The Story Behind Derrick Rose's Tears
“Derrick is sometimes in disbelief at all of this,” Rose's older brother said
Many have speculated on the cause of Derrick Rose's show of emotion last week. His older brother, Reggie, gives some insight into what he may have been feeling.
Derrick Rose’s emotional moment during last week's unveiling of his new signature products only furthered the notion that he is very atypical of most professional athletes.
Since coming to the Bulls as the No. 1 pick in the 2008 NBA draft, Rose has been keenly aware of just how fortunate he is – especially considering his Englewood roots.
“We’re not supposed to be here – at all,” Rose said last Thursday, fighting back tears and seeming to reflect on a life growing up in what arguably is the most dangerous section of the city.
It was those tears that caused much speculation and theory around the Internet about what actually caused the 23-year-old superstar to break down during what was supposed to be a celebration.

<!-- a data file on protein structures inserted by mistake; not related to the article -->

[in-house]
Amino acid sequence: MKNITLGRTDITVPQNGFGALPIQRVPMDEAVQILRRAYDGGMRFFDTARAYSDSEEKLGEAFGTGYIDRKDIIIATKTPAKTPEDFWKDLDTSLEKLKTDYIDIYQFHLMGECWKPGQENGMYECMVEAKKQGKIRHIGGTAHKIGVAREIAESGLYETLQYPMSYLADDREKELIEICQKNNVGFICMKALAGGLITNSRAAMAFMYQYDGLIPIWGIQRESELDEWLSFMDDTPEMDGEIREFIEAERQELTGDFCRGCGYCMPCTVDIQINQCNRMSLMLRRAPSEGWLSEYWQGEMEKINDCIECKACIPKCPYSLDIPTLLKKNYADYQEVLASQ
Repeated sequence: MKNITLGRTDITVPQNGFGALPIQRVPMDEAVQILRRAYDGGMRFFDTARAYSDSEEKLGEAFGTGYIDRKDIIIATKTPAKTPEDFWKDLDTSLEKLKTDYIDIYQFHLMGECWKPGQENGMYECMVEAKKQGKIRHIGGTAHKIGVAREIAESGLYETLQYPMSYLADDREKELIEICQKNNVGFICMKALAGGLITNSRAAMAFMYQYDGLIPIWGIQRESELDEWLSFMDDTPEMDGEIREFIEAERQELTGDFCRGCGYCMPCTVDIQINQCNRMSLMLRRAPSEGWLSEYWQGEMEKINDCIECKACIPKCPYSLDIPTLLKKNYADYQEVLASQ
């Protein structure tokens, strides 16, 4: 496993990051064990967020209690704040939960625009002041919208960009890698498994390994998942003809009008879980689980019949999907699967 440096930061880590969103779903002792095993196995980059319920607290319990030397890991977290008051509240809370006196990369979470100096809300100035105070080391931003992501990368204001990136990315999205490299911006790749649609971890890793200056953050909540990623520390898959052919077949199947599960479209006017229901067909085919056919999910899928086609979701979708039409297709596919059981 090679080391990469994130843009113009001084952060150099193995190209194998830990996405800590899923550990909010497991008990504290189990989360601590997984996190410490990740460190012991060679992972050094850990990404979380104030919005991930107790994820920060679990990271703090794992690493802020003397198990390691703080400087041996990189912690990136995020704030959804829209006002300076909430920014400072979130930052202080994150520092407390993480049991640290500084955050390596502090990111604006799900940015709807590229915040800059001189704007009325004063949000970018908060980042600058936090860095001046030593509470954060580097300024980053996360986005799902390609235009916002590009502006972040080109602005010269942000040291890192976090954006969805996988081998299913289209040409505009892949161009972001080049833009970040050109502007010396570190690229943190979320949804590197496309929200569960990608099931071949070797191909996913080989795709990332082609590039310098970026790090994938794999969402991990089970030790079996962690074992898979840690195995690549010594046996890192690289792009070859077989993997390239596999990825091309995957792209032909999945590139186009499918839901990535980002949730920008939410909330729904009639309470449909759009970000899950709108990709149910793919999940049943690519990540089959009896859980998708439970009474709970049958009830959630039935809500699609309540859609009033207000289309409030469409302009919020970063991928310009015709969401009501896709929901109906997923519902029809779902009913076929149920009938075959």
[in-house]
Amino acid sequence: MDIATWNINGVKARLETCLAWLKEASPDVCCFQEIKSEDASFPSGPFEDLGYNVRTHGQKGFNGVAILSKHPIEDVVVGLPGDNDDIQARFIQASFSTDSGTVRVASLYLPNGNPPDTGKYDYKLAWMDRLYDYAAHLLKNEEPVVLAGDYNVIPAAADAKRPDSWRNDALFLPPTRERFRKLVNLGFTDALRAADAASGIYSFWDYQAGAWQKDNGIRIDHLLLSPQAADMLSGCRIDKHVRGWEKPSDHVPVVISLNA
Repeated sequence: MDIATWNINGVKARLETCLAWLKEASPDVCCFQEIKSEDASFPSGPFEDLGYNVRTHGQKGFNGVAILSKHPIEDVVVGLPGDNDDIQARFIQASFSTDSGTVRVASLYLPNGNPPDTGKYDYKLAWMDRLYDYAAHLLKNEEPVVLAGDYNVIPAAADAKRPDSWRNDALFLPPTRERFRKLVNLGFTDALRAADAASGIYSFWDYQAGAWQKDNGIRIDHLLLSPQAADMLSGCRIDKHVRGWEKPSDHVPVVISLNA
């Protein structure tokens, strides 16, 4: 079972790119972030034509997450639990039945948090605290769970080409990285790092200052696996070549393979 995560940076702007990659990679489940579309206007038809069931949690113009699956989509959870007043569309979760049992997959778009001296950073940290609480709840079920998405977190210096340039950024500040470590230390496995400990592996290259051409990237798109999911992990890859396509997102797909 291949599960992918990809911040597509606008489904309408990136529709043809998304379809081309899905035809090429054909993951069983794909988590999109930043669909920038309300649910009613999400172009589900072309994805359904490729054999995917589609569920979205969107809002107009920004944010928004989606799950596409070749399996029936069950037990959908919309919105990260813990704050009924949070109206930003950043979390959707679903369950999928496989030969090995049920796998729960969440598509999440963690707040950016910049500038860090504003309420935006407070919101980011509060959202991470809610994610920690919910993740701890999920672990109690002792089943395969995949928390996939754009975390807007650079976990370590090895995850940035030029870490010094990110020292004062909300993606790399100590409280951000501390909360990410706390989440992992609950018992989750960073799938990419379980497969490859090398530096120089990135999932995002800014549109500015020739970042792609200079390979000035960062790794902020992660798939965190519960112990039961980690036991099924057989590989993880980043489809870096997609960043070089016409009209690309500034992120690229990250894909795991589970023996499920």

“Derrick is sometimes in disbelief at all of this,” Derrick’s older brother, Reggie, told NBC Chicago.
While the outside world might view Rose as a superstar athlete with millions of fans and millions more in the bank, Reggie Rose said that in his mind, he’s still just a regular kid from Englewood, a place where everyone’s socioeconomic status is the same, and gangs, drugs and violence are a daily reality.
Rose’s family identified his talent early and protected him from the dangers of a neighborhood where it’s so easy for kids to go astray. But he stayed focused and his success has transformed him into a symbol of hope in his old neighborhood.
“It’s like in life: You can say that you want to be the Major League Baseball player, this football or basketball player – you might say that – but you don’t know what it takes to get there,” said Reggie.
“That’s why we were always constantly pushing him. We would never let up on him because we saw something special in him. The best thing he did was listen. So for him to see his dream come true now, that means a lot to him."